Our February interview with Hideki Garren, MD, PhD, Global Head of Multiple Sclerosis and Neuroimmunology at Genentech, was the second-most read MS article of the year. By the end of 2017, more than 30,000 patients had been treated with Ocrevus, which already had been approved in 50 countries, he noted. “We have been very pleased by the overwhelmingly positive reception that Ocrevus has had,” Garren said. Available data showed that, compared to Rebif (interferon beta-1a), the treatment increased the proportion of patients with no signs of relapses or disease progression, including preserved hand/arm function and walking ability, while also improving visual acuity. Ocrevus also reduced the risk of more severe disability in the hands or arms of patients with primary progressive MS. Infusion-related reactions were the most common adverse side effects in both clinical trials and real-world data.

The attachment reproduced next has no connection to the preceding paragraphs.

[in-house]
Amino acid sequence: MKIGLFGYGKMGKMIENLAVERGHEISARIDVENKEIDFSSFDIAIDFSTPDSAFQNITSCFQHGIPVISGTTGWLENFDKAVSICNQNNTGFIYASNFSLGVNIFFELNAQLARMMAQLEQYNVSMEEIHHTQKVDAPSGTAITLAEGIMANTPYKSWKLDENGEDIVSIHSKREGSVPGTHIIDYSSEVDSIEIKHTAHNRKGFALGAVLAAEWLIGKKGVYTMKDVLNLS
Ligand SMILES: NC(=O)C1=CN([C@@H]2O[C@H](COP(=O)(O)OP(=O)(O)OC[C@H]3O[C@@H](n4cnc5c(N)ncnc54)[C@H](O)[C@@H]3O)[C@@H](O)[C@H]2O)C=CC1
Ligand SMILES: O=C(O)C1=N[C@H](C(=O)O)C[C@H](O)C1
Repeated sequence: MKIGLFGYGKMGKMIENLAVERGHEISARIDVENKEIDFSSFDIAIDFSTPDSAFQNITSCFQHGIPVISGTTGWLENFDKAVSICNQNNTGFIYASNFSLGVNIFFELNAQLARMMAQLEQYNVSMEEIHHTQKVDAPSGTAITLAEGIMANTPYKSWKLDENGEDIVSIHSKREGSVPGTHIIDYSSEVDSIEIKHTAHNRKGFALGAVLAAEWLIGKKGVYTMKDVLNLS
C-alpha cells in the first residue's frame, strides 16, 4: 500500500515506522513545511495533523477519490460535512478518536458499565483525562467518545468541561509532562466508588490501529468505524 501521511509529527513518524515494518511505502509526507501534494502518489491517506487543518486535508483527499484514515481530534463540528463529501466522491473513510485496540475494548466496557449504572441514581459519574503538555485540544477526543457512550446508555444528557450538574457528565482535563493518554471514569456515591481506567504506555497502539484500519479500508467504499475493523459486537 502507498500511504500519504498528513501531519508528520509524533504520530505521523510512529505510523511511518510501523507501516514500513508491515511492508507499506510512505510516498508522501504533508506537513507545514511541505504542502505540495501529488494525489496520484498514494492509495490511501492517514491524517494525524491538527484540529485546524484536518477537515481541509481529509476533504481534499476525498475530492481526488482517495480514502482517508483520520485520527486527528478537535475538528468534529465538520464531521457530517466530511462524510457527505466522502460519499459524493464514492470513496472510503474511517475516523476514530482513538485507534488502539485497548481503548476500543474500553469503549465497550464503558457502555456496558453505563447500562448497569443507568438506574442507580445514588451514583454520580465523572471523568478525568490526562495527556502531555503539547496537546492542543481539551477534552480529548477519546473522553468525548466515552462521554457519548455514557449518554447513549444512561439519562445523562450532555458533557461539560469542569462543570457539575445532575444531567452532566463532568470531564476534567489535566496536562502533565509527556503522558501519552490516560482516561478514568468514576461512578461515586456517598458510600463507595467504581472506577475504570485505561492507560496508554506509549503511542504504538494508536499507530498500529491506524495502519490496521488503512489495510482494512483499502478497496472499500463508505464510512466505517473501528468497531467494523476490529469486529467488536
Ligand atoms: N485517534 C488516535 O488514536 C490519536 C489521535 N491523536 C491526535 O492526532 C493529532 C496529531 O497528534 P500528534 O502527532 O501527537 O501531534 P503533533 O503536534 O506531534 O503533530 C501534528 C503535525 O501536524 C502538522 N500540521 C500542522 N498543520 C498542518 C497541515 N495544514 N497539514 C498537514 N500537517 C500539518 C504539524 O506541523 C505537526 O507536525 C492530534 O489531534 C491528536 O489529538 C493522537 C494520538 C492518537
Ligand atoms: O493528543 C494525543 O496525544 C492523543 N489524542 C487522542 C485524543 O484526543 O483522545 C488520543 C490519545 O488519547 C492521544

Our most-read article of 2018 reported a study in mice with sciatic nerve injury that showed that temporary, precisely-regulated inhibition of an enzyme called histone deacetylase 3, or HDAC3, markedly boosted the formation of myelin — the protective layer of nerves, whose progressive loss is a hallmark of MS. This was associated with functional recovery in treated mice. HDAC3 slows myelin production when nerves are forming or after their injury. The team already had begun tests in mouse models of MS and other diseases also caused by myelin damage. Successful results may lead to a Phase 1 clinical trial in MS patients.
At Multiple Sclerosis News Today we hope these stories and our reporting throughout 2019 contribute to informing and improving the lives of everyone affected by MS.
We wish all our readers a happy 2019.